The Enid Blyton Society
The Mystery That Never Was
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Book Details...

First edition: 1961
Publisher: William Collins
Illustrator: Gilbert Dunlop
Category: One-off Novels
Genre: Mystery/Adventure
Type: Novels/Novelettes

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Reprint Covers
Artwork
Review by Julie Heginbotham
Further Illustrations

Reprints


1st German edition published by Mosaik Verlag, Hamburg in 1966,
illustrated by Nikolaus Plump with the title Riddle of the Deep Cellar
This book was turned into No.7 in the Barney series
I read this book as a child, but only once, and never opened it again, until now. I read it this time, with more interest and intrigue, due to a report that was published in the Sunday Telegraph, that Tony very kindly sent me, which he was going to put in the journal a couple of years ago, but space didn't allow.

Briefly, in the report by one of Macmillan's readers, Britain's best-loved author was branded a racist, and ridiculed for her plot lines in this book which was rejected for publication, so therefore Harper Collins took on the book and published it in 1961.

So onto this 'controversial book'. It tells the story of Nicky Fraser, who invents a mystery, along with his friend Kenneth, to cheer up his uncle Bob, who is a private detective and staying with his sister (Nicky's Mum) for the Easter holidays, for Bob has been unwell and needs a rest. Another prominent character in this book is the dog Punch. Enid writes him as a truly loveable character and he plays an important part with regards to showing off a major clue, which is a shoe from one of the villains of this book.

Nicky wants the mystery to be on Skylark Hill, where there is a burnt out house, with a tower and beneath the house, are natural made cellars and passages that go into the hill itself. Kenneth composes a coded letter, from someone called Harry. Quote: 'Tell Jim we're ready. Meet in cellars. Stuff hidden on Skylark Hill. Look out for signal from Tower. Harry.'

So with this message Ken and Nicky ask Uncle Bob to go with them up Skylark Hill bird watching. Discovering a chaffinch's nest in a bush, Nicky decides to hide the secret message here and calls over his uncle and Ken to see what he's suddenly 'discovered'.

Uncle Bob deciphers the message with no problem and tells the boys it's just a schoolboy hoax. Nicky and Ken won't let this end here, and take Uncle Bob to the burnt out ruins of the house, which was once owned by an Eastern Prince.

They explore the remaining tower and start on the cellars, but due to Nicky's torch battery running out, they have no choice but to go back outside in the daylight, leaving poor Punch to find his own way out as he had wandered further into the cellars. Punch soon joined them, coming from another direction and so indicating a further entrance that the boys hadn't yet discovered but would come to light towards the end of the mystery.

On the return home, Uncle Bob shows the secret message to Ken's sister Penny and her friend, Winnie, which annoys Nicky as he didn't want the 'girls' to be involved with the mystery.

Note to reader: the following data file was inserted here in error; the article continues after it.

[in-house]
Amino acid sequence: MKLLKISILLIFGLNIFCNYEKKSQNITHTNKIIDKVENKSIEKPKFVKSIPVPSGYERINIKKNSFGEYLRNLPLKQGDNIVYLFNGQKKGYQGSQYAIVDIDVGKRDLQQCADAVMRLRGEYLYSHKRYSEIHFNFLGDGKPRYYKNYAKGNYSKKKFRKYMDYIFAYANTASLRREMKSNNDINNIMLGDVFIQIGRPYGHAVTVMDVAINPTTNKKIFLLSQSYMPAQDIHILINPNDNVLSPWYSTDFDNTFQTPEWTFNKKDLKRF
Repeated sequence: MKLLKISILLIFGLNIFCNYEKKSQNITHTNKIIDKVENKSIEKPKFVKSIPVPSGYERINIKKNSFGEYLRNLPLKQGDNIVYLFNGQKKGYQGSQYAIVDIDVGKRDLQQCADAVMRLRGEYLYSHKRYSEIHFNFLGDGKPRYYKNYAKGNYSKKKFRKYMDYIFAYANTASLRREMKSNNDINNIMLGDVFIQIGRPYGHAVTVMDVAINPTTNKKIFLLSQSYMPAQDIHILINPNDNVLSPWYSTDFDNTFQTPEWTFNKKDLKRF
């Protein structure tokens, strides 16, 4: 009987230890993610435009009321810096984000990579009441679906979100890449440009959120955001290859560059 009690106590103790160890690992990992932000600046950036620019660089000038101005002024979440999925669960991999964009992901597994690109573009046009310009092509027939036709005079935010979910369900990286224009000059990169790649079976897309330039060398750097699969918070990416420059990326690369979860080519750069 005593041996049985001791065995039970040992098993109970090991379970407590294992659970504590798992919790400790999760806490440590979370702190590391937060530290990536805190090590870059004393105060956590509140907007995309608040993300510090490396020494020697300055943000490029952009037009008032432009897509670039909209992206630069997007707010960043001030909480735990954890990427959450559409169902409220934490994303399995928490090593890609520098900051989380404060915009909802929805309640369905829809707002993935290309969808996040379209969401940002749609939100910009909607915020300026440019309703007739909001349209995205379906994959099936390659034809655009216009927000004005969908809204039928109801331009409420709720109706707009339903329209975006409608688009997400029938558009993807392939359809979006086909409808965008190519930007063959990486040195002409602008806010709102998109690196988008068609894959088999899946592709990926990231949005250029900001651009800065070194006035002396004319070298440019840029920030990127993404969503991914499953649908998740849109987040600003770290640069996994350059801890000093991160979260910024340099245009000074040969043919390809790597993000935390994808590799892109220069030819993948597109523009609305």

During the night Penny does see signals coming from the tower up on Skylark Hill and goes to tell her brother Ken. He automatically thinks its Nicky and goes over to Nicky's house, only to find his friend in bed. The boys realize then that their made up mystery has become real.

The following day the boys decide to explore again and send the girls off to the museum to see if there are any maps of the old place on Skylark hill. They find plans of the natural underground passages and cellars deep inside the hill and so trace them.

In the meantime, the boys and Punch have started to explore the cellars and are captured by the villains who are exploring the passages trying to find a gold statue belonging to the Prince who once owned the house.

Punch playing his part, manages to bite the foot of one of theses men and it's this shoe that Punch steals, as the owner takes if off to examine his bite. The boys, now captured in a narrow passage, which the villains have blocked by a large stone, explore the back of this cave and find the golden statue.

In a true Blyton finish, the girls manage to discover the boys by using the tracing of the map and go for help in the form of Uncle Bob. The villains are caught by the police using Punch's shoe as evidence to their guilt.

This is the basic story line but Enid does pan it out more by the loveable antics of Punch, and in the beginning of the story, how the boys go to meet Uncle Bob, hoping he's in disguise, from a train, that he isn't on.

This may not be one of Enid's best loved books, but the tale is a lovely simple one for any young child to read and thoroughly enjoy, as I'm sure they'll be able to connect well with the characters.

So back to the statement made by one of Macmillan's readers. Enid does refer to the villains of this book as foreign, also she refers to them as speaking in a foreign language, and Winnie says they're HORRID. But if these men were foreign, they would be speaking in their own language and not English. Also children did use the word horrid to cover a variety of things they didn't like. I don't see how Enid Blyton could be justified as being branded a racist, and xenophobic, just by one person's opinion of this book. She was certainly not reading it from a children's point of view. She put a wrong interpretation on certain words, blowing them out of all contexts, therefore forming her own conclusion which she incorrectly voiced. These illustrations are hidden by default to ensure faster browsing. Loading the illustrations is recommended for high-speed internet users only.